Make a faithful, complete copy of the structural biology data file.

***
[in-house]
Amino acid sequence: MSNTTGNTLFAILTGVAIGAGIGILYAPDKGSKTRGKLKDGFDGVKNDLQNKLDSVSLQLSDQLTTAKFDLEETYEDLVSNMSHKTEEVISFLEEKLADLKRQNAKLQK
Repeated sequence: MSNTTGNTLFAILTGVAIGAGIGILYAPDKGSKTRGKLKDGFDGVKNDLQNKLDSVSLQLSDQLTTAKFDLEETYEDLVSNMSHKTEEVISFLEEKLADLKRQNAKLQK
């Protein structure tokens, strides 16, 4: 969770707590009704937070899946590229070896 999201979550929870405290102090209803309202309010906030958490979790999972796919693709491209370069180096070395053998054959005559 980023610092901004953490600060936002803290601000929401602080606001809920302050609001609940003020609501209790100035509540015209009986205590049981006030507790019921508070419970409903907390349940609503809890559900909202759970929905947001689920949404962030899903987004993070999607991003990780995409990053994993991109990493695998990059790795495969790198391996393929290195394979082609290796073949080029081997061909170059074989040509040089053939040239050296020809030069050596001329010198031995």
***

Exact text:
[in-house]
Amino acid sequence: MSNTTGNTLFAILTGVAIGAGIGILYAPDKGSKTRGKLKDGFDGVKNDLQNKLDSVSLQLSDQLTTAKFDLEETYEDLVSNMSHKTEEVISFLEEKLADLKRQNAKLQK
Repeated sequence: MSNTTGNTLFAILTGVAIGAGIGILYAPDKGSKTRGKLKDGFDGVKNDLQNKLDSVSLQLSDQLTTAKFDLEETYEDLVSNMSHKTEEVISFLEEKLADLKRQNAKLQK
């Protein structure tokens, strides 16, 4: 969770707590009704937070899946590229070896 999201979550929870405290102090209803309202309010906030958490979790999972796919693709491209370069180096070395053998054959005559 980023610092901004953490600060936002803290601000929401602080606001809920302050609001609940003020609501209790100035509540015209009986205590049981006030507790019921508070419970409903907390349940609503809890559900909202759970929905947001689920949404962030899903987004993070999607991003990780995409990053994993991109990493695998990059790795495969790198391996393929290195394979082609290796073949080029081997061909170059074989040509040089053939040239050296020809030069050596001329010198031995």